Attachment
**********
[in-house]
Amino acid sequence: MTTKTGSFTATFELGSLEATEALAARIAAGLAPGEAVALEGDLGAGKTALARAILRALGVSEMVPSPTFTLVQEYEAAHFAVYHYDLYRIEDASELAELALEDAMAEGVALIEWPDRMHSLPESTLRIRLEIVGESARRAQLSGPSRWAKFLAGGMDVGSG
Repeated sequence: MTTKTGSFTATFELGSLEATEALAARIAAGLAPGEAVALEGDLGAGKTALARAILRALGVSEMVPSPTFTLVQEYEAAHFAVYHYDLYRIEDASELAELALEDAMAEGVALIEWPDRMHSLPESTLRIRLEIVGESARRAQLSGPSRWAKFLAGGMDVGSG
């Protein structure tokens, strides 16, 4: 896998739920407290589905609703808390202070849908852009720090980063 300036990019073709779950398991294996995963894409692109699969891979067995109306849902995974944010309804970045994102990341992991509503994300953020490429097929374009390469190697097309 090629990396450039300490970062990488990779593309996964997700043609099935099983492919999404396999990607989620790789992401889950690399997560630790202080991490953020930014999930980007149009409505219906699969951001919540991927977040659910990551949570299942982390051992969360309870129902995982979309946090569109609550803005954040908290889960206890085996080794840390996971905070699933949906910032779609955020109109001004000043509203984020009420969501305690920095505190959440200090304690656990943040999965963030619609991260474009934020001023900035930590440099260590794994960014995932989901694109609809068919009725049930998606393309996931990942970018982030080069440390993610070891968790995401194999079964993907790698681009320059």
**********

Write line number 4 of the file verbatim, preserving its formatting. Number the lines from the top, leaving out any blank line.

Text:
């Protein structure tokens, strides 16, 4: 896998739920407290589905609703808390202070849908852009720090980063 300036990019073709779950398991294996995963894409692109699969891979067995109306849902995974944010309804970045994102990341992991509503994300953020490429097929374009390469190697097309 090629990396450039300490970062990488990779593309996964997700043609099935099983492919999404396999990607989620790789992401889950690399997560630790202080991490953020930014999930980007149009409505219906699969951001919540991927977040659910990551949570299942982390051992969360309870129902995982979309946090569109609550803005954040908290889960206890085996080794840390996971905070699933949906910032779609955020109109001004000043509203984020009420969501305690920095505190959440200090304690656990943040999965963030619609991260474009934020001023900035930590440099260590794994960014995932989901694109609809068919009725049930998606393309996931990942970018982030080069440390993610070891968790995401194999079964993907790698681009320059």